If Mary Wollstonecraft, as she once declared, ‘was not born to tred in the beaten track’, the same with even greater reason could be said of her daughter Mary Shelley. Not only was she the child of the author of A Vindication of the Rights of Woman, she was also the daughter of William Godwin, the radical political philosopher. Given this auspicious pedigree, it is perhaps not surprising that Shelley would lead a life every bit as daring as her mother, and in Frankenstein produce a masterpiece of equal fame. A joint biography of this most famous mother/daughter combination is, therefore, a good idea. Despite the fact that Wollstonecraft died

Women in the various hells of Algiers

On the surface Harraga is the story of two ill-matched women colliding dramatically, with life-changing consequences. What emerges, in throwaway fragments, is a picture of Algeria’s chequered past and present; a history of conquest and occupation. It’s a sugar-coated pill with a burning, bitter core. Boualem Sansal is an Algerian writer recently nominated for the Nobel Prize in Literature. His novels have been translated into 18 languages and won international awards. In his own country, his books are banned. Before becoming a writer at the age of 50, he enjoyed an enviable life as general director of Algeria’s ministry of industry and restructuring, until open criticism of the regime cost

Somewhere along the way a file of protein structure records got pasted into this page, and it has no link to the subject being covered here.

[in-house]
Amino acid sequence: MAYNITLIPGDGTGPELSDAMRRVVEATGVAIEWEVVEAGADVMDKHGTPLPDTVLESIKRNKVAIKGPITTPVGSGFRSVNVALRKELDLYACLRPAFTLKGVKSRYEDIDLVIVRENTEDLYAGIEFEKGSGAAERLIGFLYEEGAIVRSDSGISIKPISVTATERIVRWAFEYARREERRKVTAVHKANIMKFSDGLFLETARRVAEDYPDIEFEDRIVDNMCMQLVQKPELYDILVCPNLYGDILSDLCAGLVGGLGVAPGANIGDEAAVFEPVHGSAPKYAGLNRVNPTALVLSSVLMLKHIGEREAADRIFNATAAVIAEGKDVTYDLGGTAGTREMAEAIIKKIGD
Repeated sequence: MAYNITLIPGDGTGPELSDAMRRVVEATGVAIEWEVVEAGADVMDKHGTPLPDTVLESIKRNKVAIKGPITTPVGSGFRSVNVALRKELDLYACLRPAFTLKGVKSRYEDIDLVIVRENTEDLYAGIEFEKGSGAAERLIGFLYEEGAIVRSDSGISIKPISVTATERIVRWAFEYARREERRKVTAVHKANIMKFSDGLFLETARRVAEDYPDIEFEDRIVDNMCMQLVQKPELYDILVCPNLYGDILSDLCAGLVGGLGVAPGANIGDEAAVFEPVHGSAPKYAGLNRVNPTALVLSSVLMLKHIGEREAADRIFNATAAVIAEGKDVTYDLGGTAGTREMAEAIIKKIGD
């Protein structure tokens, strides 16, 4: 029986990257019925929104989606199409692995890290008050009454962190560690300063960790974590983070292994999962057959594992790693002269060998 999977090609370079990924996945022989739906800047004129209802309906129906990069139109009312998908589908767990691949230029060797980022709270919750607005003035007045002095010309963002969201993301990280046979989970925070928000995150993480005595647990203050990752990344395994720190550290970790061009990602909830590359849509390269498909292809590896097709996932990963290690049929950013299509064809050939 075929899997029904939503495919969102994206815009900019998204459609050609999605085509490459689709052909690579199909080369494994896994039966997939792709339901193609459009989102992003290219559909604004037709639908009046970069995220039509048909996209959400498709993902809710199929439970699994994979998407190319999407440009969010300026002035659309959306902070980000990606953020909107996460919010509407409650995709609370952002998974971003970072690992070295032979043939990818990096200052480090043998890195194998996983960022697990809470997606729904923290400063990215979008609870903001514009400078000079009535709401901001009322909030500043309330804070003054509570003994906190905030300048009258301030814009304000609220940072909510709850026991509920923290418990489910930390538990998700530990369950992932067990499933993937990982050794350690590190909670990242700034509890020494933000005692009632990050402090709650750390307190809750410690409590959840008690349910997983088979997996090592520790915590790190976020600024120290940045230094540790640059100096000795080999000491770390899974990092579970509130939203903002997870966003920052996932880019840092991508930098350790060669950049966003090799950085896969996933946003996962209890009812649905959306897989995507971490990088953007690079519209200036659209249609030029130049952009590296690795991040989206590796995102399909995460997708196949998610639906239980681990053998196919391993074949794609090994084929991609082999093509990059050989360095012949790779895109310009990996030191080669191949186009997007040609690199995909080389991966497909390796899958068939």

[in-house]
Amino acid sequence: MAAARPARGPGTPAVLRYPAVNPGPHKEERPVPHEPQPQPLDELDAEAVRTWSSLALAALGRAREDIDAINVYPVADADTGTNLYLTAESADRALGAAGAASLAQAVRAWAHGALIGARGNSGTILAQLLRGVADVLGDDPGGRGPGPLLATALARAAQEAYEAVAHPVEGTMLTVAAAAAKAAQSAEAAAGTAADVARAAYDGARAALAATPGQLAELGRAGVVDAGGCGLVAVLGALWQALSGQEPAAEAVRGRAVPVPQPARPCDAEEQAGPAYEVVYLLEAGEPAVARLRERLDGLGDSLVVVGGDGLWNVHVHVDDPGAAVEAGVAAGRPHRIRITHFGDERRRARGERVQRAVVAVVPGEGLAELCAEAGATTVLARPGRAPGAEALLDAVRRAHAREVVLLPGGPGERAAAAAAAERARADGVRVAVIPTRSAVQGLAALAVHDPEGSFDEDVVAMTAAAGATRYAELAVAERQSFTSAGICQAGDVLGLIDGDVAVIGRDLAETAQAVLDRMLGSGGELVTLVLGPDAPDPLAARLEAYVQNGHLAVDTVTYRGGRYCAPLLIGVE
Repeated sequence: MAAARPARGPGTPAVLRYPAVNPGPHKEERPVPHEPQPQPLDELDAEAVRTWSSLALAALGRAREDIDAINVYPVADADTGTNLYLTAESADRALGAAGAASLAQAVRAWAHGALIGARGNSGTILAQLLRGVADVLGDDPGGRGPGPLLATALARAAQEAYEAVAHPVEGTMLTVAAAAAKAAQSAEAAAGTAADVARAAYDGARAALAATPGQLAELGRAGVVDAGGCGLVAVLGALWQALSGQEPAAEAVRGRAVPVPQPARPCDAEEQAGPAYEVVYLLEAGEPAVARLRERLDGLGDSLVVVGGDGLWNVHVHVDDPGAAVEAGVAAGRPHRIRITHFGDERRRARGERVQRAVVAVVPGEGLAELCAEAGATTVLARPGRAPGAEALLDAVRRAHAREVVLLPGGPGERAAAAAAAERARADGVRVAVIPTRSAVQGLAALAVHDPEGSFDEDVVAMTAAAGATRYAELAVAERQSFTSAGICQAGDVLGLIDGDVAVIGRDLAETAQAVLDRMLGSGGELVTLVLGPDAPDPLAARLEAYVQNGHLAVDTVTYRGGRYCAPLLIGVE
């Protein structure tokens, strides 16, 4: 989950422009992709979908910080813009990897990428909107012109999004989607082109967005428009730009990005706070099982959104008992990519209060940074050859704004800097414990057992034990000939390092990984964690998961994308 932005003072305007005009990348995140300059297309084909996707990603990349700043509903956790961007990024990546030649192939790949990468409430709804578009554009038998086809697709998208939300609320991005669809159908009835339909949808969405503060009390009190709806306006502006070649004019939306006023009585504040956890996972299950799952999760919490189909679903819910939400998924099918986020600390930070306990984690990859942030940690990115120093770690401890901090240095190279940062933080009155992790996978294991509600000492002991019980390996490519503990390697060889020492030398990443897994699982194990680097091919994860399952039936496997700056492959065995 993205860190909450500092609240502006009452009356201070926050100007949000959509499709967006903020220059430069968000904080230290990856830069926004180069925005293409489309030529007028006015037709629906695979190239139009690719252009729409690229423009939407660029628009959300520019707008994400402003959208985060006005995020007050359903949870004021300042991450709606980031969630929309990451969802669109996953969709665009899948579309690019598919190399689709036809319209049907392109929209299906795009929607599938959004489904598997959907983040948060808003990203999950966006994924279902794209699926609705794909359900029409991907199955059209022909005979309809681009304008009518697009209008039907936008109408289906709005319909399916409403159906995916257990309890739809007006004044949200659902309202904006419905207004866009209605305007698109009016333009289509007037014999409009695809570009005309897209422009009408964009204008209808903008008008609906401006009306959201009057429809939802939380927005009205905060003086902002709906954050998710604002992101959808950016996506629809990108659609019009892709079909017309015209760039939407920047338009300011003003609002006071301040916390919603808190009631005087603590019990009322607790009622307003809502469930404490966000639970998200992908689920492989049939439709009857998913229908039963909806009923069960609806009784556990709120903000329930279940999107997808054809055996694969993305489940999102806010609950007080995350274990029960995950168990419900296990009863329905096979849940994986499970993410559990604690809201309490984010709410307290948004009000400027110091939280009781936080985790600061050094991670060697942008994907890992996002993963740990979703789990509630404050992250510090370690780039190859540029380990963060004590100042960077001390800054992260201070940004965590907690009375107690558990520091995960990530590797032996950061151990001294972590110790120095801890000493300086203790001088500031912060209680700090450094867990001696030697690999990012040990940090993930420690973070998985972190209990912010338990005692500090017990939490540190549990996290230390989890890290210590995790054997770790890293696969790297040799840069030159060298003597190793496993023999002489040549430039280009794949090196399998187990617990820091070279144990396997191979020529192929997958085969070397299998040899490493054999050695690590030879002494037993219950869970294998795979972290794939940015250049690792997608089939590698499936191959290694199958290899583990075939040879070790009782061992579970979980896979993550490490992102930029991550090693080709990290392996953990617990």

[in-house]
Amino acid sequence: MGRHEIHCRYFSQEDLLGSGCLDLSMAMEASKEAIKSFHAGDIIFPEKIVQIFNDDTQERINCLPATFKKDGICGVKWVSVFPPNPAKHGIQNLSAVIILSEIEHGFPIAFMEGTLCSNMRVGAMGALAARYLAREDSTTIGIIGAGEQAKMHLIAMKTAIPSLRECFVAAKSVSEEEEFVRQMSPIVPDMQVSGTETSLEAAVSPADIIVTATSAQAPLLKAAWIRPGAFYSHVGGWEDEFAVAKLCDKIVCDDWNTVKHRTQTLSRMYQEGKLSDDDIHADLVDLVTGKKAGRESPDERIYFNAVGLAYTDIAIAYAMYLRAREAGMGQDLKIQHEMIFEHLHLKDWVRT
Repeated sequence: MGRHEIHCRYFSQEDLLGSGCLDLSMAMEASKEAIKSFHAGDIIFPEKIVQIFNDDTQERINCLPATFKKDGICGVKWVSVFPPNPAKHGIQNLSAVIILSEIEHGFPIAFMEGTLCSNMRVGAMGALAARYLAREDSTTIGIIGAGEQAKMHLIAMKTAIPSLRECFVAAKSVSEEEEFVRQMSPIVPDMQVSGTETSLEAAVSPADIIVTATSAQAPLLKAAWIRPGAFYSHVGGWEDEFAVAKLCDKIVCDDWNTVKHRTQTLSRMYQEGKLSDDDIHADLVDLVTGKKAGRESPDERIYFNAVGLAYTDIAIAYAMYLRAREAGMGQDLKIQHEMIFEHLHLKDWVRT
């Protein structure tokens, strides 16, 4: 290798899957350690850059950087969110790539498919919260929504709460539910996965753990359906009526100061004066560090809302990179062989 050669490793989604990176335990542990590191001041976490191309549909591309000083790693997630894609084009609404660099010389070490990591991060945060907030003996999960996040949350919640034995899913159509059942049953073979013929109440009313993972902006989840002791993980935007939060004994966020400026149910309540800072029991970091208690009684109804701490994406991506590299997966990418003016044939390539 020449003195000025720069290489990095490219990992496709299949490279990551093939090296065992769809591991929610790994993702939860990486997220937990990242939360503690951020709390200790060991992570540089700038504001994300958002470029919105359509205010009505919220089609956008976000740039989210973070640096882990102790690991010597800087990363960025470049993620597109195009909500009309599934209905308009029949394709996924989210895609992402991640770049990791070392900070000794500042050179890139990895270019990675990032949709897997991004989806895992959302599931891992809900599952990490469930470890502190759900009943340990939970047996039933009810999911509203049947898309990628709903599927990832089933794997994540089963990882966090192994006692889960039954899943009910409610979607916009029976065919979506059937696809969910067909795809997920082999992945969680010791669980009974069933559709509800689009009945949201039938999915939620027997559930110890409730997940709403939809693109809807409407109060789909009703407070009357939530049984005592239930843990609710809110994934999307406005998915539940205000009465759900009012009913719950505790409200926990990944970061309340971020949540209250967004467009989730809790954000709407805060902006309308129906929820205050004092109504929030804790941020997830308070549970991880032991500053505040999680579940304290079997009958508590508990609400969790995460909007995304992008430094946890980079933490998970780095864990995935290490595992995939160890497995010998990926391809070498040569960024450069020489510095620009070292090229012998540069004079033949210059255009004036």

Sex-specific abortion is gruesome – but not explicitly illegal in Britain

Imagine that you became pregnant. Imagine that you were entirely dependent upon your husband. Imagine that you became the victim of domestic violence during that pregnancy, and your husband began demanding that you did not give birth to a baby girl. Facing strong social pressure, coercion, or violence to end a pregnancy because you are carrying a girl, is a reality for a disturbing number of women in Britain, according to women’s advocacy organisation Jeena International, which helps women escape domestic violence. To begin tackling this issue, a large group of MPs led by Fiona Bruce have proposed the Abortion (Sex Selection) Bill. This is a short and simple piece

Having an abortion means ending a life. Even pro-choice students should realise that

Last week, the Tab, an online student tabloid, published an article by an anonymous Cambridge student entitled ‘I shouldn’t have been aggressively reminded of my abortion at Freshers Fair’. The author was complaining that she had been upset by a stand at the fair run by Cambridge Students For Life, an anti-abortion student society. The stall, she argues, had no place at an event that is meant to welcome new freshers, and was offensive to her personal choices. Her article certainly offended me. Her own abortion, she tells us, ‘crosses my mind only once in a blue moon, and never tinged with regret’. It is clear that she considers abortion